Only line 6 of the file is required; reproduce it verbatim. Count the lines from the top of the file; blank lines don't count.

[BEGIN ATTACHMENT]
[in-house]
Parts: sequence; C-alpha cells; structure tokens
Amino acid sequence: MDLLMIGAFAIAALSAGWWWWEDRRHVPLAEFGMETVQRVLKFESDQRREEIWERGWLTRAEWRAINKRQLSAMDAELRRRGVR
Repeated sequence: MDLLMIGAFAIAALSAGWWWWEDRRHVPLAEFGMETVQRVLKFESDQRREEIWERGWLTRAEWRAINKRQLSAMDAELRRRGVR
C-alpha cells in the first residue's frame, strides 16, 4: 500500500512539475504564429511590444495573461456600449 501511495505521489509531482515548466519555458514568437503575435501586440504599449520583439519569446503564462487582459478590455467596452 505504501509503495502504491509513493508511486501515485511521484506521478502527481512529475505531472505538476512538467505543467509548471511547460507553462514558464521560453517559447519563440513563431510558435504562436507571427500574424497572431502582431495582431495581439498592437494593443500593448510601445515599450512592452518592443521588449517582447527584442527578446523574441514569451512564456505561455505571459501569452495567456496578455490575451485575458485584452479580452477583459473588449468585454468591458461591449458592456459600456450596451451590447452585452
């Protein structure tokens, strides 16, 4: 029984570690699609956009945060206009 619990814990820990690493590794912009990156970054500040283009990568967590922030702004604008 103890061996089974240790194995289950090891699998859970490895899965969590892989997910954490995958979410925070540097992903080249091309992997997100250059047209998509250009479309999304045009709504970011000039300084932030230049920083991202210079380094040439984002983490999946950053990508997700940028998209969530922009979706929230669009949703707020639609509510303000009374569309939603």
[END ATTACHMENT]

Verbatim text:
């Protein structure tokens, strides 16, 4: 029984570690699609956009945060206009 619990814990820990690493590794912009990156970054500040283009990568967590922030702004604008 103890061996089974240790194995289950090891699998859970490895899965969590892989997910954490995958979410925070540097992903080249091309992997997100250059047209998509250009479309999304045009709504970011000039300084932030230049920083991202210079380094040439984002983490999946950053990508997700940028998209969530922009979706929230669009949703707020639609509510303000009374569309939603």